(Exit 9 to Exit 12 [Southbound 12A]; MP 9.29-12.67, 3.38 miles)
(Exit 10 to Exit 13; MP 10.24-13.11, 2.87 miles)
(Exit 12 Northbound/12A Southbound to Exit 13; MP 12.67-13.11, 0.44 miles)
Interstate 205, known as the East Portland Freeway in Oregon and the East Vancouver Bypass in Washington, became part of the Interstate family with the National System of Interstate and Defense Highways Act of 1956. This established the fact that an eastside bypass around the Portland/Vancouver metro area was needed for the future. This was indeed visionary as Interstate 5 wasn't even completed in Oregon for another 10 years (and in Washington for another 25 years).
Much of what I-205 crosses near its southern terminus is farmland, forest, and the occasional city, the two main ones being West Linn and Oregon City. In order to follow a route similar to I-205 before the freeway was built, one would've taken OR-212 (the Clackamas-Boring Highway #174) past Oregon City, where OR-213 (Cascade Highway North #160) would take over until you reached the Portland Airport. OR-212 followed present-day Tualatin-Nyberg road out of Tualatin, only to be shuttled off onto Borland Rd. through Wanker's Corner, across the narrow Oregon City bridge, then following local roads up to where it branches off today. With the completion of I-205, however, OR-212's western terminus was cut way back to near Milwaukie at Exit 12/12AB.
With a kiss for good luck (dramatization, may not have happened), Interstate 205 started to be built between Park Place and 82nd Ave. (modern-day Exits 10 and 13 respectively). As there was no direct connection to I-5 yet (and quite possibly no I-5 yet in that area), the road was marked as a duplexed OR-212 and OR-213. After construction of 10 additional miles of I-205 were completed in 1970 from I-5 in Tualatin to OR-213 at Park Place, the freeway all became I-205 territory. Interestingly enough, there's a nub of a freeway off of Exit 13 northbound (OR-213 North, 82nd Ave.) with one exit ramp to OR-224. I have reason to believe that this is the original end of the first segment of I-205 when it was still being built in the 60s and 70s.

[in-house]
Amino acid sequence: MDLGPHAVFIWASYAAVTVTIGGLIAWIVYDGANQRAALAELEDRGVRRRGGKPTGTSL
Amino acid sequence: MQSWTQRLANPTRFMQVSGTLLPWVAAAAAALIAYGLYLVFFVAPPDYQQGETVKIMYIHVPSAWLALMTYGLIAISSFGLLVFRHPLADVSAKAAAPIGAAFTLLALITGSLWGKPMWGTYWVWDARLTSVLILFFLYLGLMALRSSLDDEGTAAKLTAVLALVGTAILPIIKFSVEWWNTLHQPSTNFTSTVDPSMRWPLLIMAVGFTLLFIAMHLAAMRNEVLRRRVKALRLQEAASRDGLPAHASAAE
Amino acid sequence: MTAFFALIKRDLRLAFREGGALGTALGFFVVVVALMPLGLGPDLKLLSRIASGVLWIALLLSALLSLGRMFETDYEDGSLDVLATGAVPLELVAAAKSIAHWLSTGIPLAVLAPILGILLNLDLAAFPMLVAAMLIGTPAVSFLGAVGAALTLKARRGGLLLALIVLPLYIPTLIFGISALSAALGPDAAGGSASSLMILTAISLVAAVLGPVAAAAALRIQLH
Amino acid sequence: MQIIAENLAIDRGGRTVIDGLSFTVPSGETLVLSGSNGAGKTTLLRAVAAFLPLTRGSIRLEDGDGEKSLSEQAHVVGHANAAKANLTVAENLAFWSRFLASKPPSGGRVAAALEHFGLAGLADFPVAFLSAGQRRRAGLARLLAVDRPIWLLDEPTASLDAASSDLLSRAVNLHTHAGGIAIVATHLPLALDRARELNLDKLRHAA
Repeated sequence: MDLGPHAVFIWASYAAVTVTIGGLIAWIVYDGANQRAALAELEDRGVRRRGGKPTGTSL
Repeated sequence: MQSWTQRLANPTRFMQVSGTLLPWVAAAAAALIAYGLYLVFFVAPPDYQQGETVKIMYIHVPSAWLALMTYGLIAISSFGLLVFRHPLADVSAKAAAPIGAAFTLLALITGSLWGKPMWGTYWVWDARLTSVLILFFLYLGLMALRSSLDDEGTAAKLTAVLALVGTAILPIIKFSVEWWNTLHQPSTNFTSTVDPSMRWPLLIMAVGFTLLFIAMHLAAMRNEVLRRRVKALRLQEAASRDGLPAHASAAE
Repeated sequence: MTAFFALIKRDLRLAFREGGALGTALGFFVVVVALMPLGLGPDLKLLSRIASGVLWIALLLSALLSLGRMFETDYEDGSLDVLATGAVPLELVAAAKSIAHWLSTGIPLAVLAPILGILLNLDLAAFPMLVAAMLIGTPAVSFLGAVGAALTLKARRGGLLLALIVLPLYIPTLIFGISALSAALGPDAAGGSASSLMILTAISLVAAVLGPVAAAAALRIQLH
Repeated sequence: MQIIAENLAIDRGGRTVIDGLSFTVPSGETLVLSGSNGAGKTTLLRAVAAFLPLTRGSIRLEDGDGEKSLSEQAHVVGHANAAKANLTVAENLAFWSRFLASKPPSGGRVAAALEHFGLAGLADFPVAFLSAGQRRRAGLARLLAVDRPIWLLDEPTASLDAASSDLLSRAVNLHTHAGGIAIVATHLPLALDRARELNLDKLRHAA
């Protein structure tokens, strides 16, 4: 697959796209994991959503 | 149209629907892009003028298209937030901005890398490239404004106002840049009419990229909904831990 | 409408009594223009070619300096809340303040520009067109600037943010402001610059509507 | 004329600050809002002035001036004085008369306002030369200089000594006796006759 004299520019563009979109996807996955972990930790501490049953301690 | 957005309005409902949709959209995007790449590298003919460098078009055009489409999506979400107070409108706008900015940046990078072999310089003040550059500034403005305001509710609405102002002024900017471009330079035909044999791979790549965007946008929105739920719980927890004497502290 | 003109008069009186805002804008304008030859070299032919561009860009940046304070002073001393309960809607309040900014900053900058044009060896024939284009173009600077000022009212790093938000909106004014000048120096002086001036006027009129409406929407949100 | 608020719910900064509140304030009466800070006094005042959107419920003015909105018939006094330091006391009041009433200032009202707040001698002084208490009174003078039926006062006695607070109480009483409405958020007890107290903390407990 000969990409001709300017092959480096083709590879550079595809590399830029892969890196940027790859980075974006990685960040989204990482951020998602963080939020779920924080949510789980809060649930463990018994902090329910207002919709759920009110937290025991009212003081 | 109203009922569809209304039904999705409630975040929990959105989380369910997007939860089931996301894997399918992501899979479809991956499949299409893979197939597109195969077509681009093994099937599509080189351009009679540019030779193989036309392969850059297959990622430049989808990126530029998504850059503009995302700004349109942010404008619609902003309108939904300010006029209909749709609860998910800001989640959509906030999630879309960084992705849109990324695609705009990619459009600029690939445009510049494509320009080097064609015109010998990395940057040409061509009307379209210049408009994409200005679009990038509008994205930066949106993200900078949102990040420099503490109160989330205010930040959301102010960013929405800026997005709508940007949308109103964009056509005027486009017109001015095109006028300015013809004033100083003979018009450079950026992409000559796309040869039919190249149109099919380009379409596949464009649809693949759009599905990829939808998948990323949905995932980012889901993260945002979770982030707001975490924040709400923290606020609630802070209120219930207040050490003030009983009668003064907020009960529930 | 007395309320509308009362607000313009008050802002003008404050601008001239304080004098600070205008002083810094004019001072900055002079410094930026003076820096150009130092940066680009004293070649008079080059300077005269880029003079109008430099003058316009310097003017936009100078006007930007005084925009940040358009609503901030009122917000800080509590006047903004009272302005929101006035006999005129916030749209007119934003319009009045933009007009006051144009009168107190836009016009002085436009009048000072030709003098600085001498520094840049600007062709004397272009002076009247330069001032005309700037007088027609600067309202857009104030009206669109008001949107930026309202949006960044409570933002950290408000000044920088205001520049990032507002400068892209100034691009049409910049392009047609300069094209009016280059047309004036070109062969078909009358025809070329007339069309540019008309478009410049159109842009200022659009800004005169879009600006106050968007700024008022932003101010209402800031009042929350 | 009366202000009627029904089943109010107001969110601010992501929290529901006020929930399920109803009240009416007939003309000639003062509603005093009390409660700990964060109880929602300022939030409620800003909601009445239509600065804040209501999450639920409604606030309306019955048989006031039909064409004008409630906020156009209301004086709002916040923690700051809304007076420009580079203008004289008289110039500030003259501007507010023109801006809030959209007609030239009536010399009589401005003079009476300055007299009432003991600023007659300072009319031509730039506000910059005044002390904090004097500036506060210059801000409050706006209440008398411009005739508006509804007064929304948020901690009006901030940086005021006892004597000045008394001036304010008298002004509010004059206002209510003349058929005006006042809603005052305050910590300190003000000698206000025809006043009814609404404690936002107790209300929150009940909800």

Now, many a roadgeek may be wondering, why didn't ODOT just call it Oregon State Route 205 along the corridor already completed? Then again, many a roadgeek would already know why it wouldn't be so. First of all, that wasn't common practice back in the 60s when the Interstate highways system was in its infancy. Even though sections of freeway built were not always connected with each other, all the disjointed sections of the freeway were usually given the Interstate designation (e.g. I-5). Second of all, even if it were common practice, ODOT couldn't do it because there's already an OR-205 out in central-eastern Oregon that runs from Burns to some ranch south of Frenchglen; it comes nowhere near I-5. Oregon usually doesn't double up on routes, but does so in this case; the other is I-82/OR-82. But enough riff-raff, back to I-205.
The drive to complete I-205 across four counties and two states barrelled forward as it was completed to Foster Road (Exit 17) in the mid-1970s and Powell Blvd. (Exit 19) in 1980. Then the money started to dwindle. ODOT was fortunate enough to get the entire stretch of I-205 from Tualatin to the Washington border (including the Glenn Jackson Bridge across the Columbia and Government Island) done by 1982, but only 4 lanes of the planned 6 were completed; those wouldn't be done until 1986 along with interchanges at Stark and Glisan (Exits 20 and 21A). Even I-84 didn't have full access yet. Only I-84 West to I-205 North and I-205 South to I-84 West were completed, and the rest wouldn't be added until 1986. Furthermore, a section by the Rocky Butte Jail wouldn't open pending the relocation of prisoners and the removal of the prison.